Each time we leave our front door, a story awaits us, and the farther we roam the more likely we are to return with a tale we won’t soon forget. Such is the case for some of our painting peers, who recently returned from a plein air trip to Havana, Cuba during the Publisher’s Invitational with Eric Rhoads. Now that they’ve have had time to settle back in, I’ve asked them to tell us about their experiences.
Joyce Hester shares her advice for painting en plein air while in a faraway place; Deb Zeller tells us about painting portraits for the locals; Lyn Boyer describes her “sensory overload;” and Jim Turner shares some of the sights he experienced. Scroll down to keep reading (and learn about future events for artists here).
Painting Cuba en Plein Air
Cuba was an explosion of experiences, sights, sounds, subjects and interested onlookers! So how do you paint en plein air in that setting?
Simplify. Find your motif — the reason you chose the scene — and stick with it. The overwhelming choices won’t go away. They’ll only get more complicated as the light changes, elements move (a car drives on, a door closes), and onlookers distract (nobody smelled my paint, unlike a fellow painter experienced, but a tourist backing up to photograph her large group of friends almost took down both of us along with a fresh palette full of paint!). Your motif will guide you through the chaos.
Establish big value shapes early on. This will make the painting read well from the get-go and take the pressure off you to “perform.” Plein air painting is really a form of street performance art, and all the onlookers want to see the show. Getting the big shapes early on lets the painting read correctly throughout the process. And then, when that car moves, you can still find another and borrow its details to finish your painting. I confess, at one point I painted a Fordillac.
Don’t overwork it. If you start with your big value shapes — reading correctly — you can stop any time (such as when your guide hollers that everyone is already on the bus waiting for you!). Make color notes and you will have great reference material for your time back in the studio.
Lastly, take advantage of opportunities to paint out in groups such as we did with the Paint Cuba! experience. You learn so much from your fellow artists. ~Joyce
I fell in love with the people. They are so friendly. Some of them waited hours to have their portraits drawn or painted. When I would arrive the next day, people would be waiting, I would get hugs from the people I had already painted. I brought along half a suitcase of gifts to give them, and everything was gone by the second day. After that, I gave them small gifts of currency. The small tips were the equivalent of several days’ pay, so posing for 20 to 40 minutes was very popular.
Almost all of them sat perfectly still. I just had one young man, I learned afterwards, who was mentally unstable . . . he couldn’t sit still, but after pointing in the direction he needed to look, about 40 times, I did get a decent painting. I don’t speak any Spanish, but that didn’t seem to matter. We used a lot of hand gestures and a few people spoke a bit of English and helped me out. Once people understood my drawing/painting routine, locals became my “manager” for bringing in more “models” for me. ~Deb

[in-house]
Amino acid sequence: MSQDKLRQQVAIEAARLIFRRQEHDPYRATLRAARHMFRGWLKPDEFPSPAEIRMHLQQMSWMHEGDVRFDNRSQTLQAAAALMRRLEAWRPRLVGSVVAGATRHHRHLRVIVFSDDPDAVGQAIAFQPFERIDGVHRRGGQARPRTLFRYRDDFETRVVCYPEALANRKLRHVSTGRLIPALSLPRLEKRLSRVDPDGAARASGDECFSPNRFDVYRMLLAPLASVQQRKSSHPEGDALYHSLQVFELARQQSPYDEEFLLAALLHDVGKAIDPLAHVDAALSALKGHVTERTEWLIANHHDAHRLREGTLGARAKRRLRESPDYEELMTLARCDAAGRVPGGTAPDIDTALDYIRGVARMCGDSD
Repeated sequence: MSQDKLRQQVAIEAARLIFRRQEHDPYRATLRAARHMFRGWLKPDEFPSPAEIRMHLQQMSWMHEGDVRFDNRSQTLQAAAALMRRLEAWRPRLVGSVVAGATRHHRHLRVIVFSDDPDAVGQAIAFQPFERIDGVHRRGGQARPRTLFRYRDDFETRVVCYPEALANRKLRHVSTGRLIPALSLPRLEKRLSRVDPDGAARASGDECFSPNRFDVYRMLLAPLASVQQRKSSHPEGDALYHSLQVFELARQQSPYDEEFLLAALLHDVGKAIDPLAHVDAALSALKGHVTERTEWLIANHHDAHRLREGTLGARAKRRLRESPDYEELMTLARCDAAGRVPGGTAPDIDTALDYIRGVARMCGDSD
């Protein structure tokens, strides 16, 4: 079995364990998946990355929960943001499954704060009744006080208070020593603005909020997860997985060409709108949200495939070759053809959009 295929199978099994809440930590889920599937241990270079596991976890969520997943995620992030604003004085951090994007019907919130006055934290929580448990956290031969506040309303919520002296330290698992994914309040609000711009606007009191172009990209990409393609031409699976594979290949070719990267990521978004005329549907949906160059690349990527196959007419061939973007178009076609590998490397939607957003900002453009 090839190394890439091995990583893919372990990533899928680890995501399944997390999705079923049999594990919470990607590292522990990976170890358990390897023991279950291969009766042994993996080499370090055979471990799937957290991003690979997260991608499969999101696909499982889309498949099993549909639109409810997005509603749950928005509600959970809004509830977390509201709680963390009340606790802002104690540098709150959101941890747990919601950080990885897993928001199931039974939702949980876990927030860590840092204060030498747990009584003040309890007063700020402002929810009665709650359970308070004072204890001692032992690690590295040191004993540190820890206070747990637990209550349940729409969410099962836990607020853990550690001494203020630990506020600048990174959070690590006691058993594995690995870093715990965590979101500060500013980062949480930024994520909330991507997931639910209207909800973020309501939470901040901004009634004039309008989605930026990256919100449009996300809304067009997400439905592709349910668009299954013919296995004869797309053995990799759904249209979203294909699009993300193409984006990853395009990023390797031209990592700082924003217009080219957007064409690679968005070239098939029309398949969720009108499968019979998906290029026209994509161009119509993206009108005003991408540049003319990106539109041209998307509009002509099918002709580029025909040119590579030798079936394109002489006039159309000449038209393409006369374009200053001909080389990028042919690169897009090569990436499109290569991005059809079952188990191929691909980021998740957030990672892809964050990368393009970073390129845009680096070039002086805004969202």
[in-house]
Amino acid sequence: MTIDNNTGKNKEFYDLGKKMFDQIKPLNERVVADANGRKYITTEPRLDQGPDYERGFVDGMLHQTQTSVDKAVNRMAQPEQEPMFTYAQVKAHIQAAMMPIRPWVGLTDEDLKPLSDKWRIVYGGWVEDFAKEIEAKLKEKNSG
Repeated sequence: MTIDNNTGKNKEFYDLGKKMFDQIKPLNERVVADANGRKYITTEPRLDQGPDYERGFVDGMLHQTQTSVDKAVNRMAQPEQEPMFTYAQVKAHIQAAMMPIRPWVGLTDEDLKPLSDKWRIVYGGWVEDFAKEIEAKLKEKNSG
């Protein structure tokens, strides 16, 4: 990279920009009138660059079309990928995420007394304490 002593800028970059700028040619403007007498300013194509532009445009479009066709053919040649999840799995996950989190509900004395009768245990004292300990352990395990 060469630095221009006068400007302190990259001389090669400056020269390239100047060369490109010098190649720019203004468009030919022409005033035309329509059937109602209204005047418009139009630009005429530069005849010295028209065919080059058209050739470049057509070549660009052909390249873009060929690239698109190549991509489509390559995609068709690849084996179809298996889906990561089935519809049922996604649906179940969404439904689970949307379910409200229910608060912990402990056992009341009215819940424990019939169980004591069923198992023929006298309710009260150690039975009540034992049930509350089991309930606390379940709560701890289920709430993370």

See more of Zeller’s photos from the Cuba trip on her Facebook page, where she announced that there will be an exhibition at Zeller Studio of the original works and the artwork of the four other Minnesota Artists who took part in the experience.
Lyn Boyer (www.lynboyer.com):
What did I learn on the trip? People are kind. Borders are man-made. We are incredibly lucky to speak a universal language as artists. We find brethren wherever we go. The trip was literally like falling through a rip in time, where past and present fell into a heap in no particular order. The sensory overload will, I think, take at least a year to process.
To even begin to now come home and paint Cuba will be like climbing Everest. A beautiful, complex, infinitely rich place we were lucky enough to partake in. As a painter who spends most of my time painting in the quiet deserts and mountains of the Southwest, it took every ounce of mental discipline to try to stay focused in the midst of the explosions of color, sounds, and people while painting. Learning to paint outside my comfort zone was a great benefit: being flexible and adapting to new surroundings; reacting honestly to a scene and not relying on time-worn tricks of the trade; to not take the easy road.
I can’t thank Plein Air Magazine and Eric Rhoads enough, as well as the amazing folks who made this trip possible. We were well cared for. If there is an emoticon for “mind blown” it goes here. It was a truly amazing trip. If I was put in an MRI for a brain scan right now it would surely break the machine. ~Lyn
Upcoming international (and national) art events with Streamline Art Events include:
The 7th Annual Plein Air Convention & Expo
Publisher’s Invitational: Paint Adirondacks
Fall Color Week: Canadian Rockies
Publisher’s Invitational: African Painting Safari
Fine Art Connoisseur Italian Art Trip
Figurative Art Convention & Expo